A "buffer zone" of native plants, both on the shore and in the water, slows the pollution stream and keeps lakes looking cleaner, said Dave Friedl, area fisheries manager for the Minnesota DNR.

The roots of lawn grass reach only inches into the soil. Native plants, Friedl said, sink roots as deep as 15 feet and hold soil on the bank while soaking up nutrients before they get to the lake. The vegetation also provides habitat for butterflies, birds and animals while discouraging geese from trooping onto yards.

The Minnesota DNR followed its own "restore the shore" philosophy at historic Dunton Locks, near Detroit Lakes, where it converted a lock and spillway system into a natural rapids between Muskrat Lake and Lake Sallie.

The project had a dual mission - to remove a fish barrier and to protect the shoreline, Friedl said.

Before the change, he said, there was "lawn right up to the concrete seawall. It was exactly what we were telling folks they shouldn't do."

The project's construction was completed in 2001. A year later, about 6,000 plants, many of them prairie grasses, were sprinkled along the shoreline and fishing area.

Once established, the grass is there for good, Friedl said.

"It can take a pounding. It can take fire," he said. "It can take buffalo stomping it down."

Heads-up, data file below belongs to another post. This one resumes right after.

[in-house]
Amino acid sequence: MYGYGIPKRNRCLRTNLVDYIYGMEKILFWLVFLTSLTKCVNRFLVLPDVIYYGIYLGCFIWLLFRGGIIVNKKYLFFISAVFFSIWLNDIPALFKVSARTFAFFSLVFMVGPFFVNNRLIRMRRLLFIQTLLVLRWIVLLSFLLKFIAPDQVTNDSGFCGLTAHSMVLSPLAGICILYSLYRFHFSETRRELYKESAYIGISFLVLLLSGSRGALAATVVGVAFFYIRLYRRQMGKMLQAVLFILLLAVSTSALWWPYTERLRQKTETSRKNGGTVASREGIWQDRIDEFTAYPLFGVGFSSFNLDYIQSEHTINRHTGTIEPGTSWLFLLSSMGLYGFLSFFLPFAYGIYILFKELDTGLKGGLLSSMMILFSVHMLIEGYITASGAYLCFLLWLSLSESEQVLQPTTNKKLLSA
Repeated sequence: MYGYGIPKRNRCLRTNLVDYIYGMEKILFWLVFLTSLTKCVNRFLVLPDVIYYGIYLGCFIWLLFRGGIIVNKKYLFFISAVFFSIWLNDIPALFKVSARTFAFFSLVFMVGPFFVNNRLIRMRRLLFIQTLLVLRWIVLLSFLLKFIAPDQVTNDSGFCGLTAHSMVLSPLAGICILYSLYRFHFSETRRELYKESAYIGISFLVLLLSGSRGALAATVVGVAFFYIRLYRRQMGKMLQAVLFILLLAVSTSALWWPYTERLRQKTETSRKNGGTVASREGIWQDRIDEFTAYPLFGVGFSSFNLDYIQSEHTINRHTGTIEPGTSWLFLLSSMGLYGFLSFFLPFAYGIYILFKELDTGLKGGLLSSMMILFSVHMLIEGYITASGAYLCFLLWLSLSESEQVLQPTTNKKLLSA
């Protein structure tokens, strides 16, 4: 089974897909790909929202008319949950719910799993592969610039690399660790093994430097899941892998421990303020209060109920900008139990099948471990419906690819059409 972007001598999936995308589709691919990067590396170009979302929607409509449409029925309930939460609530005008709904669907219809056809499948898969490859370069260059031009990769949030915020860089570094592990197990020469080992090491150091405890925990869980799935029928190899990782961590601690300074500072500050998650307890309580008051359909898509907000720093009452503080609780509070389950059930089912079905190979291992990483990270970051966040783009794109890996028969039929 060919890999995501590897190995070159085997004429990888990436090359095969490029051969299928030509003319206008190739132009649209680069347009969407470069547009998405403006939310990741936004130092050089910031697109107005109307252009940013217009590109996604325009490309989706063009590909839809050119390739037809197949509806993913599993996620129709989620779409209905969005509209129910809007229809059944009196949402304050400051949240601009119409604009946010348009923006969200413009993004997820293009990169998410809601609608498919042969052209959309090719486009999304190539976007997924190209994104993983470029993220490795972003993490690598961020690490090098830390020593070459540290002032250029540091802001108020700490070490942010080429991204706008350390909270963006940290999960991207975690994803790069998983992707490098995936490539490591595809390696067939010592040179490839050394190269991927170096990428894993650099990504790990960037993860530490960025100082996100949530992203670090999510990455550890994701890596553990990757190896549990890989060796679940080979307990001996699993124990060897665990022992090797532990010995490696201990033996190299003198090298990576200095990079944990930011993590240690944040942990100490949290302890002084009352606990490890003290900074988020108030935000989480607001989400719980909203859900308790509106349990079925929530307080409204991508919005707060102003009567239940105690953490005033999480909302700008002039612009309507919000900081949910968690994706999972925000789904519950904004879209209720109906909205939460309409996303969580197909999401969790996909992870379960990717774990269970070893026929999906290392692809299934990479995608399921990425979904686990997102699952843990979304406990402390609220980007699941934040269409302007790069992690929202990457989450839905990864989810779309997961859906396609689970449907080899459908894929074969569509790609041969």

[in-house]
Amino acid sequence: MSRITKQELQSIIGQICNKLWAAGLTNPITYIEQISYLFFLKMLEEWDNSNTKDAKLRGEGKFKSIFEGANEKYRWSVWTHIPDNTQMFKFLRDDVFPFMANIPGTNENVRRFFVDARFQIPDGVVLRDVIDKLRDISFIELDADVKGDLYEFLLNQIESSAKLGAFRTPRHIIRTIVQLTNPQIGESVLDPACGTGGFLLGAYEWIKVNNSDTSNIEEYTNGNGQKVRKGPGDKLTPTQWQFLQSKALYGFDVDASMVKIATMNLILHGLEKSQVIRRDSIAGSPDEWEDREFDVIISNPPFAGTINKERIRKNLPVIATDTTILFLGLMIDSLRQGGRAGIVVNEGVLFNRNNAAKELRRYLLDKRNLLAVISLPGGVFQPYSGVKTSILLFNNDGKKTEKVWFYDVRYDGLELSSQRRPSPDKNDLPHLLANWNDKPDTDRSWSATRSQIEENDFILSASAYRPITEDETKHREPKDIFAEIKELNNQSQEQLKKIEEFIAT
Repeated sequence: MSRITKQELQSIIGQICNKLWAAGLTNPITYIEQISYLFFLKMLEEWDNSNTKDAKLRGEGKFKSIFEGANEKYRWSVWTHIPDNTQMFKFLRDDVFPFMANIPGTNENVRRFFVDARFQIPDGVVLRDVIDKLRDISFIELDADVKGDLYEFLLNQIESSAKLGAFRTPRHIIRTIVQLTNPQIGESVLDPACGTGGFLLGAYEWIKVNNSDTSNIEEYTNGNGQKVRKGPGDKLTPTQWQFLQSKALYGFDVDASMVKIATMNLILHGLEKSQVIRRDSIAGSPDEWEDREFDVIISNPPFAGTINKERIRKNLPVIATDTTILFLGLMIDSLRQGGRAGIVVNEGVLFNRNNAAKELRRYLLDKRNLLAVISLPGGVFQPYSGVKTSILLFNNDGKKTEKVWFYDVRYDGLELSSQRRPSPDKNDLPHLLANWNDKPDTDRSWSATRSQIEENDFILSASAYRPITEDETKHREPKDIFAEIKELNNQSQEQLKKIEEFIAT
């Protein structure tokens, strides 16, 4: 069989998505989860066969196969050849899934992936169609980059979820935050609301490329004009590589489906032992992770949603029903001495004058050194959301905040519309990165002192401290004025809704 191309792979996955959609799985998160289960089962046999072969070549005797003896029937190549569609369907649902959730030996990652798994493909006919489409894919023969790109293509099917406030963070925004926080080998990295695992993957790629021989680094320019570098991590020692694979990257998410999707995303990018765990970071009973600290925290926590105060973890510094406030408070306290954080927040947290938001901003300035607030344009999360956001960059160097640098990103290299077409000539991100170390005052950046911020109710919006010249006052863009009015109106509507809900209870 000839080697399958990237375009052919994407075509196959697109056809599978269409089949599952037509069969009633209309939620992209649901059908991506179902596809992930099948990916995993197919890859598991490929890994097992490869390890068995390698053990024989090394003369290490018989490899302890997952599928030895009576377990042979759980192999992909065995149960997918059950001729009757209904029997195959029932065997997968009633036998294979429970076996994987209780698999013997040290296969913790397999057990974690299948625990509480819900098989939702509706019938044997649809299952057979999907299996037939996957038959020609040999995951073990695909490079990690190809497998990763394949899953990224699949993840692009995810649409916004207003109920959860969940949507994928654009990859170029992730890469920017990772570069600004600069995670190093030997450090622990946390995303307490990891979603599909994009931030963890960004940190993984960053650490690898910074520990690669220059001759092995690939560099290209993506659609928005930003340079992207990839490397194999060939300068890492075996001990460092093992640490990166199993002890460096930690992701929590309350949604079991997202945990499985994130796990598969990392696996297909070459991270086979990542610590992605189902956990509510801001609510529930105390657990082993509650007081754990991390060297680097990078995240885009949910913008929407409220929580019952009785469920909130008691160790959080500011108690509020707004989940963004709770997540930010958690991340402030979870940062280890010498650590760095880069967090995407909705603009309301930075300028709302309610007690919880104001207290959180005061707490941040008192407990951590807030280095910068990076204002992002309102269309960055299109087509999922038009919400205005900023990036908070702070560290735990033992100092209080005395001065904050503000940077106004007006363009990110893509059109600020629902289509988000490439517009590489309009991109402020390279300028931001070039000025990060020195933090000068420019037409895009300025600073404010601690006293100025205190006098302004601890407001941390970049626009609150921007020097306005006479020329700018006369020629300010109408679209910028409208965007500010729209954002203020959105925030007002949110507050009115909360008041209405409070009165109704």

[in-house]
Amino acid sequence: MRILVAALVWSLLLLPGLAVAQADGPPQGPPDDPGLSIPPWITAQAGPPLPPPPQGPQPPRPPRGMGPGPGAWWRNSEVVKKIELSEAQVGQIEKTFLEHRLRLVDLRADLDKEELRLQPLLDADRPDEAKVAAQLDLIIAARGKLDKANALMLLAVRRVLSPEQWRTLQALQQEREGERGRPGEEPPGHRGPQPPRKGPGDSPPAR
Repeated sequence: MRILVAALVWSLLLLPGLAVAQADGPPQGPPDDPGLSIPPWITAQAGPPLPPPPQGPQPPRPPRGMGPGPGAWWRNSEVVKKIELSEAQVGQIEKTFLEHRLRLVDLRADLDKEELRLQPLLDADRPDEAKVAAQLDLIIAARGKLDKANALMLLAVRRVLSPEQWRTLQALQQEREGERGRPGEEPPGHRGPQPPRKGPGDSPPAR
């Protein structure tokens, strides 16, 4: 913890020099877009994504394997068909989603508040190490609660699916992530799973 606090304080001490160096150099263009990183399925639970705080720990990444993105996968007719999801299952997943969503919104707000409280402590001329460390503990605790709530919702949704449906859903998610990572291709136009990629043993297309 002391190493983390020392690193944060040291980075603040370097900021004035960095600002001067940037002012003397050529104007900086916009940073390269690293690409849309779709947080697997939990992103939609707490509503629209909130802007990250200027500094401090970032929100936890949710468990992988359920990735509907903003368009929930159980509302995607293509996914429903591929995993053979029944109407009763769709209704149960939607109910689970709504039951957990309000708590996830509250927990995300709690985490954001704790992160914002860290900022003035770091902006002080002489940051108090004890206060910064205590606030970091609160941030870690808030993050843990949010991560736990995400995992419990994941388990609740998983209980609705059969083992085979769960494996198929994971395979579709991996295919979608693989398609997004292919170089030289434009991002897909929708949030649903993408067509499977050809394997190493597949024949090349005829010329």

Aquatic plants also are important guardians of water quality.

"If we could just stop the loss of bulrushes on our lakes we'd be making a big improvement," Friedl said.

Bulrushes sprout from the edge of lakes and ponds like long, green whiskers. Often bunched together, they're sometimes spread thin like a five-o'clock shadow.

Jeff Wachlarowicz was cleaning his shoreline recently when he found "a ton of bulrushes" had washed ashore.

"It pained me," he said. "Somebody had been cutting bulrushes. Bulrushes are like your septic system on the lake. They're filtering out impurities. They're reoxygenating the water. They're providing environment for fish, frogs, bugs."

The Wachlarowiczes planted their buffer zone with the help of nine friends and approximately $5,000 from the Minnesota DNR. The agency helps fund a number of demonstration projects each year and uses the sites to sell others on shoreline restoration.

The Wachlarowiczes applied to become a pilot site in 1999 and they, along with 11 other property owners, were chosen out of 250 applicants. The Wachlarowicz property has been popular. During the past couple of years more than 200 people have stopped by to take a look.